May 15, 2017: Just over two weeks ago, The American Health Care Act, a.k.a. Trumpcare, passed the House and caused outrage across the US. For one, Trumpcare targets and harms women’s rights: the bill supports restrictions to abortion and would block Medicaid money to Planned Parenthood and other organizations that provide abortions.
We’ve seen Trump openly speak during interview and debates about how he’s against the rights of women to decide what to do with their own bodies. However, not as many are aware of how Mike Pence, Trump’s Vice President and one of the supporters of Trumpcare, caused an atrocious HIV outbreak back in 2015 while he was still governor in Indiana. Pence helped remove funding and support to Planned Parenthood clinics, which caused five Planned Parenthood clinics to close down that provided HIV testing. After that shocking act, there were 20 new cases of HIV each week. He also resisted lifting the state’s ban on needle exchanges, and when he finally did, he did so only partially.
The situation gets worse, because this new bill causes fear and confusion, endagering the over 1.2 mlion people in the US that are living with HIV. I’ve spoken to courageous women that have shared their thoughts and fears of Trumpcare and how they’re dealing with the situation of uncertainty.
Gina Brown recently started working as a community organizer with the Southern AIDS Coalition. She is an HIV activist and is passionate about the things that impact people living with HIV. Brown has been living with HIV for 23 years and has expressed her worries of Trumpcare, stating how she already feels under great threat. “I have a preexisting condition. I won’t be able to afford premiums and rent, so I may have to go without my meds, which will make me sick. This bill isn’t law yet, and it’s affecting my health already. I feel anxious, scared and angry…none of which are good for my HIV,” answered Brown.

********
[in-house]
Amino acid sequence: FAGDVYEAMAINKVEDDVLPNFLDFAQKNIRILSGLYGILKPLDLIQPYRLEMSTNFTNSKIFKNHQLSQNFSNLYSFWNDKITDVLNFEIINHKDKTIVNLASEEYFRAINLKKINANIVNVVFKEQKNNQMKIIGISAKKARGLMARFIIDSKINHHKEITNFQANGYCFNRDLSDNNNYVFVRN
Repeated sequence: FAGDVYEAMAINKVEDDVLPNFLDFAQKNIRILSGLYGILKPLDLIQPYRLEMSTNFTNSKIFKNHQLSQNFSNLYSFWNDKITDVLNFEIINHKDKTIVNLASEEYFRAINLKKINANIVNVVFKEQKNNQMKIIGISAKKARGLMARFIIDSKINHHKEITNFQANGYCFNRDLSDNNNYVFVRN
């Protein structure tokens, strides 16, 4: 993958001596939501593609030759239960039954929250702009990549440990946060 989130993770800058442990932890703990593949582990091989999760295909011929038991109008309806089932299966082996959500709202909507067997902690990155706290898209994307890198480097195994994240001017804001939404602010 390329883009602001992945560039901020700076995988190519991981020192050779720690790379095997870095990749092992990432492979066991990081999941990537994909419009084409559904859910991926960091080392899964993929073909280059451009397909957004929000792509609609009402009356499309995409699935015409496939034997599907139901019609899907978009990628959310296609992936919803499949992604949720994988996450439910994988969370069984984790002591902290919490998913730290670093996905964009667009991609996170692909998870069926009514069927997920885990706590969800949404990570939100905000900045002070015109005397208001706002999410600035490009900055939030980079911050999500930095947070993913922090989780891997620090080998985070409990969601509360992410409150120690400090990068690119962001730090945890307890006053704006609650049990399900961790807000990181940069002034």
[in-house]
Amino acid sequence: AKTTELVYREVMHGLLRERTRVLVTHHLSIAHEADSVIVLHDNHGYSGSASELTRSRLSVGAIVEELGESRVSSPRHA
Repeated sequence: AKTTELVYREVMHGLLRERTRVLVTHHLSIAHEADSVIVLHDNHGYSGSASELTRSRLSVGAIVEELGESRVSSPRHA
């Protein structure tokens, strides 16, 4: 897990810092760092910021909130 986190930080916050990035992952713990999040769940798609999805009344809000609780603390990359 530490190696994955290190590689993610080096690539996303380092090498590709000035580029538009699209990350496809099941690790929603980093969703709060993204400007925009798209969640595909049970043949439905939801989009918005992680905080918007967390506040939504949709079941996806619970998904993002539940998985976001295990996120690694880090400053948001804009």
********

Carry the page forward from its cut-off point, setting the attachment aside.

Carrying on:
Furthermore, Brown explained how this bill will deeply affect the HIV community, in which there will be more and more tragedies when there shouldn’t be, given the current state of medical treatment for those that are living with HIV. “My greatest concern is that people living with HIV are going to being dying again. We’ve finally gotten the majority of Americans tested and those who do find out they are living with HIV are now being linked into care in bigger numbers. We are creating blueprints to greatly reduce HIV in this country, but that won’t happen if this farce of a bill AHCA is passed,” explained Brown.
Brown concluded that the current government will immediately target people with HIV: “They already feel like we contracted HIV because we’re ‘bad,’ or somehow we don’t deserve to live a long, healthy life.”
On the other hand, Shyronn Jones, a 38-year-old mother and activist, worries this bill will cause a rise of inequity towards people living with HIV. “If Trumpcare is passed, I believe there will be a rise of discrimination towards people living with HIV. Trump has already targeted people with disabilities and has shown a lack of sensitivity to many groups,” she said.